Further details are emerging of how courts will deal with housing possession cases when they resume next week (24 August 2020). Possession proceedings have been suspended since March to protect private and social renters, and those with mortgages and licences covered by the Protection from Eviction Act 1977 during the Covid-19 pandemic.
However that suspension comes to an end next week after 6 months and landlord will be able to start or continue their housing possession claims from Monday.
Hubert Van Arkadie, a housing solicitor at Mansouri & Son Solicitors, says nothing much is likely to happen on Monday. Court staff will start dealing with the huge the backlog of cases that has built up since March 2020 and there will be new ones coming through. These will be listed subject to rules and directions currently being drawn up.
The advice to landlords with cases in the backlog is that they will have to write to the court with a reactivation notice. In other words they have to write a letter to the court asking for their possession proceedings case to proceed and be ‘listed’ for the next stage in the case. If landlords fail to do this their case could eventually be struck out if they don’t.
Some cases will have gone beyond a first hearing before the suspension in March while some others will need to be listed for the first time. Hubert
Van Arkadie advises: ‘In either case the landlord will have to comply with new direction requirements in which they are going to have to set out their case for possession in more detail than previously.’
Landlords will have to flag up any Covid-related issues, which tenants will also be able to do. New possession cases will be listed for a review date. This will enable tenants to get advice, from a court duty adviser in advance of any court hearing.
Tenants should also be aware that they can still be evicted if their landlord chooses to seek possession. At present, tenants can be evicted under section 21 of the Housing Act 1988, which requires no specific reason for possession, and under mandatory ground 8 of section 8 of the 1988 act, if correct procedures have been followed.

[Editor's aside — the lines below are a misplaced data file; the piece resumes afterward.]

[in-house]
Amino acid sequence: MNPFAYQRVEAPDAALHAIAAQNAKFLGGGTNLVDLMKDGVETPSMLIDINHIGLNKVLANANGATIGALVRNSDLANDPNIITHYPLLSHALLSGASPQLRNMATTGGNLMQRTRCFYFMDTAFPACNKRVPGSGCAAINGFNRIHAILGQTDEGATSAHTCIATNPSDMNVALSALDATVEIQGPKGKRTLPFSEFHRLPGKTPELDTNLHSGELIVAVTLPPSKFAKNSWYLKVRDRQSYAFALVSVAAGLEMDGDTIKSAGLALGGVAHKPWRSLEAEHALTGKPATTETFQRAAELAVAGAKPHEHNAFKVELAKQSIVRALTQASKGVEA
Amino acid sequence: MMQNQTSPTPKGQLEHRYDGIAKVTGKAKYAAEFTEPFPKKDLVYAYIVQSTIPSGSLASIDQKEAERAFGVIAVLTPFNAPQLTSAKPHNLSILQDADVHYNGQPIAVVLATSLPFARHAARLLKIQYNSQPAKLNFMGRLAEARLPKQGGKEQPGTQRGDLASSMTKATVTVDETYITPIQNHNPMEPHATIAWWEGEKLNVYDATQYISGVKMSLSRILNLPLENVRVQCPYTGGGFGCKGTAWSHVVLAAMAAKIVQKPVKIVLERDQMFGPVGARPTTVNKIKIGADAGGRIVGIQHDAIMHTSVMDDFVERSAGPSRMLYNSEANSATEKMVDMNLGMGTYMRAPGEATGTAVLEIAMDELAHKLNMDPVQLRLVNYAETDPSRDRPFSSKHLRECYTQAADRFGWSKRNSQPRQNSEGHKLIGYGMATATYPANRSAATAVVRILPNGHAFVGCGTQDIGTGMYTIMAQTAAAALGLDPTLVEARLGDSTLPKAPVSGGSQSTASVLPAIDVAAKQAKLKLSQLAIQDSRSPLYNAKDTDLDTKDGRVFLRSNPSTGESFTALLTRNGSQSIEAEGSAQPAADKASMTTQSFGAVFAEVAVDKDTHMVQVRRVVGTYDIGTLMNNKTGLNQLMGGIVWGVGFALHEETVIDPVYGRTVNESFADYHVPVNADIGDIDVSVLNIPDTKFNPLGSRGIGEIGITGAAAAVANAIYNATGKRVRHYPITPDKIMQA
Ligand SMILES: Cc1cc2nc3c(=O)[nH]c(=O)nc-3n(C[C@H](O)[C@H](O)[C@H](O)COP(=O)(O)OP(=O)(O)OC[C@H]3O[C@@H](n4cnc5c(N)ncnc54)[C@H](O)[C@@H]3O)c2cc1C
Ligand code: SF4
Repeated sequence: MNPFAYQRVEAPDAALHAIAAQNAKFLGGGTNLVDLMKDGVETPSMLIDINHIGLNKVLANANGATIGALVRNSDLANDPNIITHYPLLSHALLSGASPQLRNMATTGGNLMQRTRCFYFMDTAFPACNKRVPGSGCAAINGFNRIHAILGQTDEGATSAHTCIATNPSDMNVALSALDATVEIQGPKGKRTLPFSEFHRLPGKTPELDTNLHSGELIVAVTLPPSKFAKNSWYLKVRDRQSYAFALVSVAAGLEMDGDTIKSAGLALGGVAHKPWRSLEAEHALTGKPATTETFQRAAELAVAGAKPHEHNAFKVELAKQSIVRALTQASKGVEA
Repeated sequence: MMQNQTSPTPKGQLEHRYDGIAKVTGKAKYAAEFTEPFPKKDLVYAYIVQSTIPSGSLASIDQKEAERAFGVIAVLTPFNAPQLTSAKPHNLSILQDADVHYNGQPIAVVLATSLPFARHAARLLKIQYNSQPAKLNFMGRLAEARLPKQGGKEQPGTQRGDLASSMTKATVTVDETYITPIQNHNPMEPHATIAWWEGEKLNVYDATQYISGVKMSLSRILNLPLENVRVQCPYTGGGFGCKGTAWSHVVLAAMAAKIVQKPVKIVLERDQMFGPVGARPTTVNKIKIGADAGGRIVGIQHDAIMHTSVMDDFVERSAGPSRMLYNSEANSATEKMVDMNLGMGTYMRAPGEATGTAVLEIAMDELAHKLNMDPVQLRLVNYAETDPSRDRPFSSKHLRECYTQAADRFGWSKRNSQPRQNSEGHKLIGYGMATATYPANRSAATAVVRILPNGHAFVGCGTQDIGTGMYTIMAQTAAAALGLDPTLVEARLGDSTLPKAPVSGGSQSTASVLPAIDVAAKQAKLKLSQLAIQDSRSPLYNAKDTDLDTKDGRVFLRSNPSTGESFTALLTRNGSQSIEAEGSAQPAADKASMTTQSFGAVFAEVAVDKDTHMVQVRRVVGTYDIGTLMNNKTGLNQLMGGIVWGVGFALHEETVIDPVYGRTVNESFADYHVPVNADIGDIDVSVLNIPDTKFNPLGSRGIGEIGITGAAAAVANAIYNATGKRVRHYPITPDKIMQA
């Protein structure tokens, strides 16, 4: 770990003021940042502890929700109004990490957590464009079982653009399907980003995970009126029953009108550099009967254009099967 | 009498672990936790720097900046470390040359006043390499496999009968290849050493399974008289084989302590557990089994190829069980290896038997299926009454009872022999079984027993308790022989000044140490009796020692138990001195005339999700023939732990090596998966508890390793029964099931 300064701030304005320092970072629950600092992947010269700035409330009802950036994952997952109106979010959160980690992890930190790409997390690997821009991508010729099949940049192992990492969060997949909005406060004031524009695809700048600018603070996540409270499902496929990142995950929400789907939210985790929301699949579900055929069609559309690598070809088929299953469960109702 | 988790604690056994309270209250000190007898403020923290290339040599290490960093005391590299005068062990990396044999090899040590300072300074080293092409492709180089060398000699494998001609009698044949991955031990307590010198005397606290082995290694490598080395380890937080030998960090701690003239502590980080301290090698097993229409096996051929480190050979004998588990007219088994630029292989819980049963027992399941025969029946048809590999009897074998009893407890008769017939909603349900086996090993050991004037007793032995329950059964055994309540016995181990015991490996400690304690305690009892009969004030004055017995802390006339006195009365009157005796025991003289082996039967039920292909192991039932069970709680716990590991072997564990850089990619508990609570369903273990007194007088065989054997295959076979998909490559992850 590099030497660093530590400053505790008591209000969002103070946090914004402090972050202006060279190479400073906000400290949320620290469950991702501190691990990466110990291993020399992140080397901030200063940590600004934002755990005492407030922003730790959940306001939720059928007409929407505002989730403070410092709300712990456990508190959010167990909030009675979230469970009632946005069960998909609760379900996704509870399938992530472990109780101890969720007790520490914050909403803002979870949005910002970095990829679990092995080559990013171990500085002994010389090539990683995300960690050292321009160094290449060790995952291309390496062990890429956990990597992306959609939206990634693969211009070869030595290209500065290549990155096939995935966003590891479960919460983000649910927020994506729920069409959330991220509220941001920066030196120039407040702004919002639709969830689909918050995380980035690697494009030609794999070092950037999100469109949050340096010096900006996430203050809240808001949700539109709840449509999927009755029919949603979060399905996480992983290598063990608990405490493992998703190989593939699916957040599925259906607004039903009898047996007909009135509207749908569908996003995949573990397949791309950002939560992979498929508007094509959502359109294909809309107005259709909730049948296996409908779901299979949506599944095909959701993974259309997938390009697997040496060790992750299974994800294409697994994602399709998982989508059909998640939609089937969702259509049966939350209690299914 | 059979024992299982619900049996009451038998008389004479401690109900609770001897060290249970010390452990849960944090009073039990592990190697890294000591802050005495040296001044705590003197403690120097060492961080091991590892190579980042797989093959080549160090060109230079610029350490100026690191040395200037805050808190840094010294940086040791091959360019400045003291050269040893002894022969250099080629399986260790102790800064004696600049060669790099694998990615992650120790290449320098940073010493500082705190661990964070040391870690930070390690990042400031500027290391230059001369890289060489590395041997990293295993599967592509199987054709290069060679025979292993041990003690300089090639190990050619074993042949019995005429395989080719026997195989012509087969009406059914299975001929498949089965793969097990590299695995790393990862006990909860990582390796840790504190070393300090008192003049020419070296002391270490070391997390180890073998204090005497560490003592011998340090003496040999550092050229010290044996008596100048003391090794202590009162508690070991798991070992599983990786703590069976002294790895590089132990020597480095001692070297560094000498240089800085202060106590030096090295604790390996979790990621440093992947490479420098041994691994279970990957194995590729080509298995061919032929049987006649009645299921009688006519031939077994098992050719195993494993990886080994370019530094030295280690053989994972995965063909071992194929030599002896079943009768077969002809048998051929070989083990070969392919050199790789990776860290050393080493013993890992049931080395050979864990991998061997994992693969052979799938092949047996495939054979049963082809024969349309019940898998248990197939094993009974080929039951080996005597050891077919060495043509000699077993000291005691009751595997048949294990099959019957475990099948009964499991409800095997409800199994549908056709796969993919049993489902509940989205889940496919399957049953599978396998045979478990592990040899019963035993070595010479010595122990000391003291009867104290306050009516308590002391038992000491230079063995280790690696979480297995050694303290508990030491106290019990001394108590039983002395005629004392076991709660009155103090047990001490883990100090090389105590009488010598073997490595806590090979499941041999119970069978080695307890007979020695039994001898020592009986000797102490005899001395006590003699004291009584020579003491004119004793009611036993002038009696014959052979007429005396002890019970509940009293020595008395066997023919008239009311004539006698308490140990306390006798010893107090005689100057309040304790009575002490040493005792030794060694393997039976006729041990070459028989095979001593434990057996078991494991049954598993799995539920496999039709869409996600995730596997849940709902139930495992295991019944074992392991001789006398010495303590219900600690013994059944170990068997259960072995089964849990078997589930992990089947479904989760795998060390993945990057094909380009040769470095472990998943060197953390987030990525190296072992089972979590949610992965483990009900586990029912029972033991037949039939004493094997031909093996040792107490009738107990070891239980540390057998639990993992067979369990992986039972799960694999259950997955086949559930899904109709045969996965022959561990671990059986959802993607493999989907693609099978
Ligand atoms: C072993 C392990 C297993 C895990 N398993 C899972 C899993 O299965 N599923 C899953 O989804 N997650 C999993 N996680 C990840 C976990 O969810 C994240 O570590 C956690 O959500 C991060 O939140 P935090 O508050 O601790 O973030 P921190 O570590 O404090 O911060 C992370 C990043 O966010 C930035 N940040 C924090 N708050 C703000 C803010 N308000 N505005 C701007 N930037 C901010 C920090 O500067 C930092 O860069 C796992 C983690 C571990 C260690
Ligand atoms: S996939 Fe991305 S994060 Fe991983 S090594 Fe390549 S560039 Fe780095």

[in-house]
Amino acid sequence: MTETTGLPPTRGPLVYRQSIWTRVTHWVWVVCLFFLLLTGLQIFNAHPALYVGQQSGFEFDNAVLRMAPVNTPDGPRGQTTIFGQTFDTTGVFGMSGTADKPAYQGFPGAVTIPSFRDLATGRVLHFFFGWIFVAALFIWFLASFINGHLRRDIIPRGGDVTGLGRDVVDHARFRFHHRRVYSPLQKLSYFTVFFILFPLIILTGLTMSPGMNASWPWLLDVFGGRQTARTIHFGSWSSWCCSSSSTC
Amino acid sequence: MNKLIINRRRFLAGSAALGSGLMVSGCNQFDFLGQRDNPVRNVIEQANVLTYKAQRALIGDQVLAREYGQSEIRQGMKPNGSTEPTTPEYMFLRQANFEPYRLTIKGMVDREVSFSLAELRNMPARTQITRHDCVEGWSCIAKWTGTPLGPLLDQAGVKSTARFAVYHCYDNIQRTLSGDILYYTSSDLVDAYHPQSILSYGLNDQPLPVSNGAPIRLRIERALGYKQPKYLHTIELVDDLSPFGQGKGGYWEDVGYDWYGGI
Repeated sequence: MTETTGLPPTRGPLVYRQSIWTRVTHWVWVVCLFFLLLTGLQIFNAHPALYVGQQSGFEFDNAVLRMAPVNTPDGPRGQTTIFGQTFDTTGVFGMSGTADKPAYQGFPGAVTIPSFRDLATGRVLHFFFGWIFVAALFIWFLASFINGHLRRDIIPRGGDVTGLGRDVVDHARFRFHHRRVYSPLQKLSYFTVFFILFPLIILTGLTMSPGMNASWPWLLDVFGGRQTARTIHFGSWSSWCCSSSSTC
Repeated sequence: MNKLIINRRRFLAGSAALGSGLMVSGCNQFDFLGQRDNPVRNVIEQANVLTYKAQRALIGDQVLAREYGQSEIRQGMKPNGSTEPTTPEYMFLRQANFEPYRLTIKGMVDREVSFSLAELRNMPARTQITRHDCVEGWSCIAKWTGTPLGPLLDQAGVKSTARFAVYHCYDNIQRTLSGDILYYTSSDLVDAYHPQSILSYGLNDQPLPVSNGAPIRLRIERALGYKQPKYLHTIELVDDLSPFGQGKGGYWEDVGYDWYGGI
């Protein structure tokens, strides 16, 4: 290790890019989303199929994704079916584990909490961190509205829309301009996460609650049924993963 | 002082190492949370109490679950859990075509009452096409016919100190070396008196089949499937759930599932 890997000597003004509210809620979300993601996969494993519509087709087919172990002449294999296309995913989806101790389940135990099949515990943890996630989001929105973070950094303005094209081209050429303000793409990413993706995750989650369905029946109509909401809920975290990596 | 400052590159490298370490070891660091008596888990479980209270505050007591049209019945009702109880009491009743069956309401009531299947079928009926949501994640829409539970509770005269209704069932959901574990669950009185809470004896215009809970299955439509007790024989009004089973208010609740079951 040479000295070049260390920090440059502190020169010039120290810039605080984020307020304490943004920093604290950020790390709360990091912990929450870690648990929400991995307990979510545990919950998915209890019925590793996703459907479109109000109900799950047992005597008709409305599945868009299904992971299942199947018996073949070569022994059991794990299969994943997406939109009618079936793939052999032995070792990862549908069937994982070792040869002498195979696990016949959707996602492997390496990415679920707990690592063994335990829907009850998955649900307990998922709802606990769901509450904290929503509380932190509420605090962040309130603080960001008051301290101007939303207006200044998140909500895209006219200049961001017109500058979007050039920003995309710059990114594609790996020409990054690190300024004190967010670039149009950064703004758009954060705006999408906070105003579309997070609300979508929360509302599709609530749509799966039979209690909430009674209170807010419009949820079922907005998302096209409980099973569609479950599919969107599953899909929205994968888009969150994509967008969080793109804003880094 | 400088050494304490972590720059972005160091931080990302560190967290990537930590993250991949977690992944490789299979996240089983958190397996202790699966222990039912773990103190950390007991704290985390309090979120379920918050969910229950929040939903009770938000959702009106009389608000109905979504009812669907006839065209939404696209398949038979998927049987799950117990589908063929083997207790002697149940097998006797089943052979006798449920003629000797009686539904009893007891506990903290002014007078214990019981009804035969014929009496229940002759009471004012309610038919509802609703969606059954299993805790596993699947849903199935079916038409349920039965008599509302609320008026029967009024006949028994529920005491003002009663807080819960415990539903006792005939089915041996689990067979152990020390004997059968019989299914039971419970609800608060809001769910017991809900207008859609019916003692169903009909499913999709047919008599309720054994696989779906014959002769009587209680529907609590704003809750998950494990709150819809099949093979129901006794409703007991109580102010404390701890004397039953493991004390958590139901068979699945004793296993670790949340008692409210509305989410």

The government is currently working with the judiciary to widen the pre-action protocol on possession proceedings to include private renters and strengthen its remit.
Housing secretary Robert Jenrick told the Commons housing, communities and local government committee that the protocol ‘puts a duty upon the landlord to work in good faith with their tenant to see if there is a sensible way in which you can manage the situation before embarking upon possession proceedings’.
However, the committee has urged the government to bring forward legislation to amend the 1985 and 1988 housing acts to allow judges to use discretion where a tenant is in rent arrears due to the pandemic. Discretion could include considering whether a pre-action protocol has been followed correctly. This means that now, more than ever, landlords seeking possession must ensure that they have carefully and correctly followed each step in the process, according to the law.
The committee says that the government should also accelerate its plans to introduce the Renters’ Reform Bill and abolish ‘no fault evictions’ under section 21 of the 1988 act within the next 12 months.
As long as section 21 remained on the statute book, ‘it will remain an option for landlords’, the committee warned.
If you are a landlord seeking possession of your property for whatever reason, you need to ensure that you provide the correct written notice to your tenant and follow the various steps and timelines, to ensure that your case for possession stands a chance of success. If you are unsure about what steps you need to take, contact us for advice.